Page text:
First found in a New Mexico Valley in the 1940s, the Champagne has quite the volatile history. The Dixon family began growing this apple as soon as it was discovered until the Las Canchas forest fire burned down the orchard in 2011. The family then moved to Cadott, WI and replanted their orchard. The Champagne Apple is their pride and joy.
This apple is neither widely known nor widely grown due to its limited availability. It is lime green in color that blushes slightly red sunside. The apple exhibits russeting sporadically around the apple. Its flesh is creamy in color to a near white and is crispy and juicy. The growers describe the apple as sweet yet spicy. The apple is great for eating and baking but, like the name suggests, is primarily used for wine and cider production.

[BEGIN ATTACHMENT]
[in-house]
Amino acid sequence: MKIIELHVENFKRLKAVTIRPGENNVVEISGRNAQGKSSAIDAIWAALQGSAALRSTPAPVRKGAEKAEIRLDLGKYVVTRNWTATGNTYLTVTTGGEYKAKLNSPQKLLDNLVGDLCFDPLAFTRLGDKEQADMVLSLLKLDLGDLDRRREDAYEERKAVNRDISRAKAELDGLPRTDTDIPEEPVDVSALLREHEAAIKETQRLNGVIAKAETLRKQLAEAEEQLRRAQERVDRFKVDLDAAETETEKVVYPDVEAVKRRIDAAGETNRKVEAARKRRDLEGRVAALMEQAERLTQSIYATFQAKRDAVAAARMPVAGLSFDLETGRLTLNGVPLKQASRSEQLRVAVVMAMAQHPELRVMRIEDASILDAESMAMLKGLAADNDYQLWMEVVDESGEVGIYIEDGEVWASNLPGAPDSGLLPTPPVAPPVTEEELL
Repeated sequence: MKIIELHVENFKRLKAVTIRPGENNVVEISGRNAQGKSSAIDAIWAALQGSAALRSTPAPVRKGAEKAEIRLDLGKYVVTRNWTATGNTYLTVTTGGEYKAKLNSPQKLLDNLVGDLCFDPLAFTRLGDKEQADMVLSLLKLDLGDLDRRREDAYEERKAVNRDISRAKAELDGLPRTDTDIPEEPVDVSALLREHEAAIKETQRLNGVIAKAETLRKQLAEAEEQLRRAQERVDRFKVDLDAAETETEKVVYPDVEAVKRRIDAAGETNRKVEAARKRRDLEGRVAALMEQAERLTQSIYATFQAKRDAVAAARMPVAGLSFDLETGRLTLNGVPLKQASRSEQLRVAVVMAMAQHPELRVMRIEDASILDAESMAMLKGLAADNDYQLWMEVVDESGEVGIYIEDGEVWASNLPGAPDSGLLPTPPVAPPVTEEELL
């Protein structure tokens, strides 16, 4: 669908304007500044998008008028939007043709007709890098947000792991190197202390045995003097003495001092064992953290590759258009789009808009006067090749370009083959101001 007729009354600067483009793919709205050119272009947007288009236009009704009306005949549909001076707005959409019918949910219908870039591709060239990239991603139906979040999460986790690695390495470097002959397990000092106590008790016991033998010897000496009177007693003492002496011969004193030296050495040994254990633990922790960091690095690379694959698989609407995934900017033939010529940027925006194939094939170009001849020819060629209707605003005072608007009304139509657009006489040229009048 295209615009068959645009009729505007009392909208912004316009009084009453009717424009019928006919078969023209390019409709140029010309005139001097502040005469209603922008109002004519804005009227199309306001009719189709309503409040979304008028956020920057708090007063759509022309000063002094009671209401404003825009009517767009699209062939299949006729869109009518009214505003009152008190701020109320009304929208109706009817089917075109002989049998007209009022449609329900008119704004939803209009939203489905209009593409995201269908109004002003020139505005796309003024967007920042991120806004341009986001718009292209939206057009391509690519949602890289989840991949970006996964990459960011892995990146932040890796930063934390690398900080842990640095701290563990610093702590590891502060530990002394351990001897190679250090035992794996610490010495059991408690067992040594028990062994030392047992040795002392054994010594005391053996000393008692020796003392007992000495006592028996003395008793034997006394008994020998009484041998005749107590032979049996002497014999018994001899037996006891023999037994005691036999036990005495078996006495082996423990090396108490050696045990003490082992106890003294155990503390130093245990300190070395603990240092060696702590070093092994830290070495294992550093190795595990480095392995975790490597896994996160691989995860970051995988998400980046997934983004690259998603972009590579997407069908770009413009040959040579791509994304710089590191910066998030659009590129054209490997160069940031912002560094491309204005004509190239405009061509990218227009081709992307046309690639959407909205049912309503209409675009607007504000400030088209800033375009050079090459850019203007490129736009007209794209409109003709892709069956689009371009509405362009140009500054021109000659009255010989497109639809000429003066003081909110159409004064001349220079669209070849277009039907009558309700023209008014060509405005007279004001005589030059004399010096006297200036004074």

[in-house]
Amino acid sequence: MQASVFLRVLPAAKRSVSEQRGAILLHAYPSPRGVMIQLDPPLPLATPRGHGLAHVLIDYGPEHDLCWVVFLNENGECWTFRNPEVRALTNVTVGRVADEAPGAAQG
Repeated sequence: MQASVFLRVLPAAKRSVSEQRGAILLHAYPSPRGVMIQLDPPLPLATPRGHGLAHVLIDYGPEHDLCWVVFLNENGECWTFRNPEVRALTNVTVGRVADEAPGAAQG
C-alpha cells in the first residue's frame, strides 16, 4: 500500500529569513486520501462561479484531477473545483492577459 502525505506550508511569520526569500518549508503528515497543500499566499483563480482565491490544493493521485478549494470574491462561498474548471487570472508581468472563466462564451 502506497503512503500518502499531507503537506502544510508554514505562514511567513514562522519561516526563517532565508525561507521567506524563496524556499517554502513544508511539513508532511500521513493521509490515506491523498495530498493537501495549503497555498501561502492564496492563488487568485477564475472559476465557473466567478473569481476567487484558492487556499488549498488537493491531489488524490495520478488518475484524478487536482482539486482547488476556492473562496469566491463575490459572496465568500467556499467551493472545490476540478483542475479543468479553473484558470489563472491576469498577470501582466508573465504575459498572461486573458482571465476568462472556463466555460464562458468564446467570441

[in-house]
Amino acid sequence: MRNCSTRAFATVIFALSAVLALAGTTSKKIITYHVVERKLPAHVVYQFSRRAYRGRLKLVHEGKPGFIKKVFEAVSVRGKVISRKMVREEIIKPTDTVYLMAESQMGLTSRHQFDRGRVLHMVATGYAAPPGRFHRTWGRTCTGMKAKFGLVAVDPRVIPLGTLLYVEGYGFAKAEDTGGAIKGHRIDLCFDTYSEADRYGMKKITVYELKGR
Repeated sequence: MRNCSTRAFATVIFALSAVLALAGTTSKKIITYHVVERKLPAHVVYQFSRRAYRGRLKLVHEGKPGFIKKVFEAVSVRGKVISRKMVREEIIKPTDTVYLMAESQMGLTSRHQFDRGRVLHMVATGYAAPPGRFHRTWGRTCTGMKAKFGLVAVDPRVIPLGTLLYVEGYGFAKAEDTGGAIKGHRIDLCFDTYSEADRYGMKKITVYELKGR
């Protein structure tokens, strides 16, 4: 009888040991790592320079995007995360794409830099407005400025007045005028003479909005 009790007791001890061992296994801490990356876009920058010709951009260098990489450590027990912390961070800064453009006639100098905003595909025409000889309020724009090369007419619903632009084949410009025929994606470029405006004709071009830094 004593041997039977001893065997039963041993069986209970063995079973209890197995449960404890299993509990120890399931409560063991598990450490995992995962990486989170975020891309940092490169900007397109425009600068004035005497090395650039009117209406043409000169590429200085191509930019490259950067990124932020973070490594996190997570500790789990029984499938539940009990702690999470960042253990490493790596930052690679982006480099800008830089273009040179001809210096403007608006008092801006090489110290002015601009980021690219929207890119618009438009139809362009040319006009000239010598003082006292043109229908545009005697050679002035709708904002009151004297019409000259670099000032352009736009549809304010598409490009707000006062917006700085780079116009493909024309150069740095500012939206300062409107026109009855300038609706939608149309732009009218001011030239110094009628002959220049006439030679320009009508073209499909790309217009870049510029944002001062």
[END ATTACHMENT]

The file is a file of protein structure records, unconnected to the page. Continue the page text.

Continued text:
Champagne apples are globular fruits with large shoulders. The glossy skin has a yellowish-green base and is covered with red striping and freckled with white specks. Some consider the champagne apple to have a perfect balance between tart and sweet flavors making it prized for fresh eating. The semi-dwarf trees are hardy to USDA zone 4.
USDA Zone: 4-9
M.9-337: ~12-13' or 40-50% of Standard; Dwarf
M.7: ~14-17' or 60-70% of Standard; Semi-dwarf
Sun: Full Sun
Bloom Group: 3, Mid Season
Ripening Time: Early October